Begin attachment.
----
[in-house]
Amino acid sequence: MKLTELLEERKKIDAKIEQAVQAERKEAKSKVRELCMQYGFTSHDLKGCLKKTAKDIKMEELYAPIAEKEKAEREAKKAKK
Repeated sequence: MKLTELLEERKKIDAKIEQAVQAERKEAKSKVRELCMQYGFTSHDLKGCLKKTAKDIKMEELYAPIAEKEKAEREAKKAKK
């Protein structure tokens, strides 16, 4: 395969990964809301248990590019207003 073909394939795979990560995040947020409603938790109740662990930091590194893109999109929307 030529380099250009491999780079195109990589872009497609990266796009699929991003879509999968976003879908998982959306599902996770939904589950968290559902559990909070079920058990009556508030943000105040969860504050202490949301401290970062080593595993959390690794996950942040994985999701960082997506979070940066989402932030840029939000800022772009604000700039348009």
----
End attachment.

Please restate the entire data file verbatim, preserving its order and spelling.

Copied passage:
[in-house]
Amino acid sequence: MKLTELLEERKKIDAKIEQAVQAERKEAKSKVRELCMQYGFTSHDLKGCLKKTAKDIKMEELYAPIAEKEKAEREAKKAKK
Repeated sequence: MKLTELLEERKKIDAKIEQAVQAERKEAKSKVRELCMQYGFTSHDLKGCLKKTAKDIKMEELYAPIAEKEKAEREAKKAKK
């Protein structure tokens, strides 16, 4: 395969990964809301248990590019207003 073909394939795979990560995040947020409603938790109740662990930091590194893109999109929307 030529380099250009491999780079195109990589872009497609990266796009699929991003879509999968976003879908998982959306599902996770939904589950968290559902559990909070079920058990009556508030943000105040969860504050202490949301401290970062080593595993959390690794996950942040994985999701960082997506979070940066989402932030840029939000800022772009604000700039348009």